By Bob Difley
Japanese car company Nissan seems to be leading the pack of car companies to market with their 4-door hatchback Leaf electric vehicle (EV). Not only will Nissan be one of the first to introduce an all electric car to the American market, which will hit dealer showrooms by the end of this year, but last week they stunned the electric vehicle market with the announcement that they will also be installing inexpensive fast charge stations–which they are now installing in Japan–as soon as they get UL approval.
Fast chargers, installed at charging stations–the electric vehicle’s equivalent to a gas station–will charge an electric vehicle battery pack to 80% capacity in about 30 minutes. When first designed, these chargers were estimated to cost from $60 – 100,000, but Nissan’s breakthrough charger will cost just $17,000. At such a price charging stations could become common at restaurants, rest stops, parking lots, tourist attractions, shopping malls, campgrounds, and even gas stations, making re-filling your EV toad’s batteries as easy as filling with petrol and reducing driver anxiety over the Leaf’s shorter 100 mile range compared to a car using a gasoline or diesel engine.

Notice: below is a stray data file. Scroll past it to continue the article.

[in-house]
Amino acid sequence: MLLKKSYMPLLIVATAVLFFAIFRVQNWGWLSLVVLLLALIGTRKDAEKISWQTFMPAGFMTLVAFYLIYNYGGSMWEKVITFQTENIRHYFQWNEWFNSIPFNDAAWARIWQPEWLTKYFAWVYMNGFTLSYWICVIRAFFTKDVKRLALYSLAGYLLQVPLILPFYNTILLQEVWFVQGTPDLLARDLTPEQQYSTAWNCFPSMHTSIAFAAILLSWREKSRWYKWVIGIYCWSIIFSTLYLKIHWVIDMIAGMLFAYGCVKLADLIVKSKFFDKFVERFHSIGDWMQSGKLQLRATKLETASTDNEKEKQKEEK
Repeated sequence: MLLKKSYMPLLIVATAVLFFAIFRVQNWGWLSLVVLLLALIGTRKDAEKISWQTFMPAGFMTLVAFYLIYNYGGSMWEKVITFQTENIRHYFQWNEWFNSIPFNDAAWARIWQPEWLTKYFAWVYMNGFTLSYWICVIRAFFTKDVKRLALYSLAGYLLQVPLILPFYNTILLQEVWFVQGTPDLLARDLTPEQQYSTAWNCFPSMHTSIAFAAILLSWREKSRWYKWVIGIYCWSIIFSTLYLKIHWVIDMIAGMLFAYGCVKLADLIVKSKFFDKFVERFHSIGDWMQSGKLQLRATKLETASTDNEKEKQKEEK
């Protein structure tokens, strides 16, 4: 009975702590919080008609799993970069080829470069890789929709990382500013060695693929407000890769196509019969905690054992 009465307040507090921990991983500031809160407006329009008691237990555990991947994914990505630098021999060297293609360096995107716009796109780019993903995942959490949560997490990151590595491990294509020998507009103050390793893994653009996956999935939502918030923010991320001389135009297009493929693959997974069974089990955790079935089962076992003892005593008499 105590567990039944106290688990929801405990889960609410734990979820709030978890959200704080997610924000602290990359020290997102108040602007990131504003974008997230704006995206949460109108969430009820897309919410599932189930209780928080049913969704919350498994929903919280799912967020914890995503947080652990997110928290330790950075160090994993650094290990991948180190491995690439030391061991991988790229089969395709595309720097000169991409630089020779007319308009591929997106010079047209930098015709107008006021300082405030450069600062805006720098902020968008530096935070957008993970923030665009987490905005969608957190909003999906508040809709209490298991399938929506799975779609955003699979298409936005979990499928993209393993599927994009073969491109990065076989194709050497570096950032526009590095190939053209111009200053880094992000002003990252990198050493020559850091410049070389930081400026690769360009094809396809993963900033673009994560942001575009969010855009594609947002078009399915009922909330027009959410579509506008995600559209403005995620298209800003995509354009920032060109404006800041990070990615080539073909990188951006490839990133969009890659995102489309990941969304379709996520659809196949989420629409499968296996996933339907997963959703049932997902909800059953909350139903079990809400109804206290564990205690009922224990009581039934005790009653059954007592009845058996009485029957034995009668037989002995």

The regenerative braking system, which recharges the battery pack while braking, helps the Leaf to the 100 mile range figure, though on the highway, with little braking compared to city driving, the range could drop to half that. Fast charging the battery pack two or three times a day could also degrade the battery reducing it’s life by 10% Nissan officials state. The cost to power up the discharged batteries will cost about $3 at home or at power stations.
Could this speed the possibility of using pollution free EVs like the Leaf as toads for RVers? Maybe sooner than previously predicted, especially if federal and state incentives to buy fuel efficient vehicles are in effect, as they are now, which bring the EVs closer in price to comparable gasoline vehicles. And with eliminating the need for gasoline and with the lower maintenance of electric motors compared to gasoline or diesel engines, the Leaf might kick-start broader interest in EVs.
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